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Subject: [IP] Government study: VoIP, video can be taxed

  • From: David Farber <>
  • To:
  • Date: Fri, 27 Jan 2006 14:10:27 -0500

Begin forwarded message:

From: Bob Frankston <>
Date: January 27, 2006 1:46:10 PM EST
Subject: RE: [IP] Government study: VoIP, video can be taxed

The whole idea of laws about the Internet is problematic since it's an idea
rather than a thing. If I use IP protocol over a modem is that &quot;The

This is what bothers me about the whole discussion of &quot;taxing the Internet&quot;
-- one needs to be more specific. How is Internet commerce different that
800 number commerce?

The real danger is that in the zeal to tax everything every nascent
innovation is subject to death by taxation. We see this in economies
strangled by a high tax on phone calls.

Taxing VoIP is an example of this. Companies like Vonage that sell VoIP as
if it were traditional telephony have an identifiable product. One argue
about taxing such a product whatever the transport is.

More worrisome is taxing SIP-based telephony that is entirely at the edge
with no server. Or, for that matter, demanding a first class stamp on Email
(as one Congressman supposed wanted to do).

Even more problematic is the concept of &quot;access&quot; to the Internet when we're
using IP protocols within our homes with the connections to others being a
matter of a routing path and nothing more.

Next you'll see attempts to tax premium electrons at a higher price and a
ban on pornographic electrons.

One more reason for assuring that connectivity is fundamental and available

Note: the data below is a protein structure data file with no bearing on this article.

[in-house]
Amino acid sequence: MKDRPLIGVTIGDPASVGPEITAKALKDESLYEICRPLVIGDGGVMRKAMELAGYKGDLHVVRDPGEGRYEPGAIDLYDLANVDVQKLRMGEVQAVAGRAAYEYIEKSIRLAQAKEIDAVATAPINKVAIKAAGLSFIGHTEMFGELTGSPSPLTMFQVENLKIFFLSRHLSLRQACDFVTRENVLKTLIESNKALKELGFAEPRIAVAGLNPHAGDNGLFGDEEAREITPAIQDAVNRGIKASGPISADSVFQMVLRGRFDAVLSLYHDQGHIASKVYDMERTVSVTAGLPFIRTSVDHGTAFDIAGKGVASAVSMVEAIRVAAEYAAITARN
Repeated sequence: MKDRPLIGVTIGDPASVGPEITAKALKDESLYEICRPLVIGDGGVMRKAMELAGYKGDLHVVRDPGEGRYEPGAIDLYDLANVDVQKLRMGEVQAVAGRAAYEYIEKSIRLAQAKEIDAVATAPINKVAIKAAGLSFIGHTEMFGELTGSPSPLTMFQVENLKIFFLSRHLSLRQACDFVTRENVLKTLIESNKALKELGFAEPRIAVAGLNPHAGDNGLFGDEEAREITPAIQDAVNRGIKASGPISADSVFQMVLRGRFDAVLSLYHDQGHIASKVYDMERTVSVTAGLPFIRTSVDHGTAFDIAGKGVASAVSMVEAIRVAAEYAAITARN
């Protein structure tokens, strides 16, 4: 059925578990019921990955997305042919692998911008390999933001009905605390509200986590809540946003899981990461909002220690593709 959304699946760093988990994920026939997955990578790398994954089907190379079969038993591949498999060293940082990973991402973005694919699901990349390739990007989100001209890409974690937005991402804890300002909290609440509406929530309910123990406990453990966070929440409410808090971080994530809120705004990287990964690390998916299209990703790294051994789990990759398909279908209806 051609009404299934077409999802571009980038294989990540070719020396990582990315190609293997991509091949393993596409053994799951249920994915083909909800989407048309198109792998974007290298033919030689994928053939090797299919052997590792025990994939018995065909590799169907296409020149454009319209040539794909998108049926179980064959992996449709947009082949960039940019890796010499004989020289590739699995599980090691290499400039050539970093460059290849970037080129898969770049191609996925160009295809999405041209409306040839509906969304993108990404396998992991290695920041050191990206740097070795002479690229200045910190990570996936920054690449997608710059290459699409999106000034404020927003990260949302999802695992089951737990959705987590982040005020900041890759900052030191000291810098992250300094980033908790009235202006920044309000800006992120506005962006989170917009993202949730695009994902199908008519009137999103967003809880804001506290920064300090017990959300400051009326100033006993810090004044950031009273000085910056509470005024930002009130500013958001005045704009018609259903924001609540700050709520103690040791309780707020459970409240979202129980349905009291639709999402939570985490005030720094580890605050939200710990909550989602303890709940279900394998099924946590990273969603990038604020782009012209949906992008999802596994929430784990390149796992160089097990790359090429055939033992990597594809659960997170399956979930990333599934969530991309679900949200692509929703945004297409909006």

without being wrapped in a value-added service.

-----Original Message-----
From: David Farber []
Sent: Friday, January 27, 2006 08:31
Subject: [IP] Government study: VoIP, video can be taxed

Begin forwarded message:

From: Kurt Albershardt <>
Date: January 27, 2006 12:31:35 AM EST
Subject: Government study: VoIP, video can be taxed

By Anne Broache
URL: <>

State and local governments may be able to tax certain aspects of
Internet use under an existing federal law designed to ban such fees,
government auditors said this week.

The comments came in a new Government Accountability Office study < 2Fd06273.pdf&siteId=22&oId=2102-9588_22-6031256&ontId=9588&lop=nl.ex> commissioned by Congress to examine a law known as the Internet Tax Freedom Act.

First passed in 1998 and renewed after some debate in 2004, the law
prevents state and local governments from taxing &quot;a service that
enables users to access content, information, electronic mail or
other services offered over the Internet.&quot;

Services like voice over Internet Protocol (VoIP), traditional
telephone service and video offerings by Internet service providers
remain fair game for taxation under the law, the GAO said. The scope
of the moratorium has nothing to do with sales taxes for Internet

At issue is the auditors' finding that the tax ban doesn't apply to
&quot;acquired services&quot;--in short, the actual wires, cables, fibers and
other hardware used to carry Internet traffic to customers. That
means an Internet service provider that leases fiber from a
telecommunications company for its network could theoretically be
subject to taxes during that &quot;wholesale&quot; transaction.

&quot;We acknowledge that others have different views about the scope of
the moratorium,&quot; the report said. &quot;Congress could, of course, deal
with this issue by amending the statute to explicitly address the tax
status of acquired services.&quot;


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